Saturday, January 18, 2014

The Lotus Leaf Inspired Waterboxx Lid

Plants have had hundreds of millions of years to acquire traits that are useful to them.  Most people are familiar with plants that can snap shut on insects (Venus' Flytrap or Dionaea musipula) in order to digest their bodies for nutrients.  The Toxicodendron genus, including poison oak, ivy and su mac, produce an extremely irritating oil that prevents the plant from being eaten (or easily removed).  Unknown to many lay people, however, is the incredible ability of the lotus leaf to rebuff water.

   For much of the last half century, botanists have known that the lotus leaf exhibits very high water repellence, or superhydrophobicity.  This is useful to the plant because as water is slicked off the surface of the lotus leaves, dirt, bacteria, and algae are also washed off by this water.  This allows the lotus to prevent blockage of photosynthesis by dirt, and protects it against other parasitic organisms (the bacteria and algae).


Water sticks to most surfaces, but not the lotus leaf.  

The reason for this strong water repellence was elucidated by examining the surface of the lotus leaf at the microscopic level.  When looked at with an electron microscope by the botanist Wilhelm Barthlott, the lotus leaf was seen to have tiny pyramids or papillae.  These points minimize the contact the water has with the surface, preventing strong bonds from forming between the leaf and water droplet.  This is illustrated below.
Graphic by William Thielicke showing pyramidal structure of the surface of the Lotus leaf.  This surface guarantees that water won't stick to the surface of the lotus leaf, or the Groasis Waterboxx lid that has similar microscopic pyramids on its surface.  

As the water won't stick to the surface of the leaf, it slides off, taking substances and organisms harmful to the lotus with it.  In the following videos, you can see the lotus effect at work:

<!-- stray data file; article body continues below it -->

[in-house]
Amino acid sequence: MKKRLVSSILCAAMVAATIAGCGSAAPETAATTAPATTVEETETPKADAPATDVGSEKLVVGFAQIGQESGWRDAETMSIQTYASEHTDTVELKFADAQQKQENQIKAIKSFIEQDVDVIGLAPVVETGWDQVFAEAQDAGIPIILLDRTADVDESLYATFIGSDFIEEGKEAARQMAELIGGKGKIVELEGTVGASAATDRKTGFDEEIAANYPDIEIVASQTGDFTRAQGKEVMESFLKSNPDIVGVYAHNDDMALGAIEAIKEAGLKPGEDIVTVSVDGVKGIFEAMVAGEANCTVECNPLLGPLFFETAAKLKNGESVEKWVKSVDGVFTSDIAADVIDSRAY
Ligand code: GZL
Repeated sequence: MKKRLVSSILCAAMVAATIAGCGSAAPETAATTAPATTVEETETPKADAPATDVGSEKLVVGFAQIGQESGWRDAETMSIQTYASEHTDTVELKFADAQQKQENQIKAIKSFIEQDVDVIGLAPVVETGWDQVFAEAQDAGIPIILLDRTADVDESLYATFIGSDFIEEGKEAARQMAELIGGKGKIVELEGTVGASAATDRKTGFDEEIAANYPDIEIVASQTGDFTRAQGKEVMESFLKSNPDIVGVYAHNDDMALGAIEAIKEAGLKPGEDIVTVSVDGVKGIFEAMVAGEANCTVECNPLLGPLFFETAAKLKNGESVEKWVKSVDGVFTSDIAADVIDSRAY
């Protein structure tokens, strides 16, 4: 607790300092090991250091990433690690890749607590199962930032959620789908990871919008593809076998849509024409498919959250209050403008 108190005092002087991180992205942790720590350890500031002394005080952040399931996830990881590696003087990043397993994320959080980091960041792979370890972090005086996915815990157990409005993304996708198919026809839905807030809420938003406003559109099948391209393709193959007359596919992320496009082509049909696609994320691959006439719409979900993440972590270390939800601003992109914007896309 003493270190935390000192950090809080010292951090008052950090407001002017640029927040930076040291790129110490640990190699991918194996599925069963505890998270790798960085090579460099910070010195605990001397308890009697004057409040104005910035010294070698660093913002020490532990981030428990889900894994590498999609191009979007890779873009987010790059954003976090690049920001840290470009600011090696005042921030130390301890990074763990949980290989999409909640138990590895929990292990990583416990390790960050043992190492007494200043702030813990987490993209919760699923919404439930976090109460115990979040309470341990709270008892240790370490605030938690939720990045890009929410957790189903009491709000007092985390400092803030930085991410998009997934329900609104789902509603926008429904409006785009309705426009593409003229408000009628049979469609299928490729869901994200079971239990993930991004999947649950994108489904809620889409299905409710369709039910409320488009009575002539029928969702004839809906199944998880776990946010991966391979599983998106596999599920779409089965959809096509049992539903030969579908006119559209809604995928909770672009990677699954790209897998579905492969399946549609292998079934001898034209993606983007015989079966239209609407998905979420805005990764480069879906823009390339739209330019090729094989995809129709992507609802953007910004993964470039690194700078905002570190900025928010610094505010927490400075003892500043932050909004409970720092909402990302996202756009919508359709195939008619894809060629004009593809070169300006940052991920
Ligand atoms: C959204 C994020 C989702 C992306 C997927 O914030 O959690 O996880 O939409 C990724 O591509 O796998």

A device which mimics this property was developed a few years ago for the planting of trees in very dry places.  Its designer knew that for as much rain and dew to be collected as possible, the lid or collecting dish would need to hold onto very little water, instead channeling it to the roots of a plant.  This device was called the Groasis Waterboxx.

When Pieter Hoff was designing the Groasis Waterboxx, he wanted to ensure that all possible condensation and rainwater that fell on the lid of his Waterboxx was channeled into the Waterboxx basin for later use by the plant.  He of course used a sloped, corrugated lid, made of polypropylene (a plastic known to be water repellent).  However, he also added pyramids to the surface of the lid at the microscopic level, mimicking the ingenious lotus effect.  All of these features meant that even a very thin layer of dew deposited each night could be saved and used by the growing plant.  The ability of the Groasis Waterboxx to propel water downward in shown in this video.

People assume the smoothest surfaces are the slickest, but this is not true when it comes to water.  Water cannot form strong bonds on the surface of the lotus leaf, and for the same reason it can't stick to the surface of the Waterboxx.

The Groasis Waterboxx took over seven years and cost over seven million dollars to develop.  You can, however, buy the Waterboxx today for less than fifty dollars (and significantly cheaper for large orders), and use it for the the next decade to grow drought resistant trees.  Visit us at Dew Harvest.


Our Sources:

http://news.nationalgeographic.com/news/2003/02/0227_030227_lotusmaterial_2.html

http://en.wikipedia.org/wiki/Lotus_effect

http://www.youtube.com/watch?v=LJtQ6dvcbOg


No comments:

Post a Comment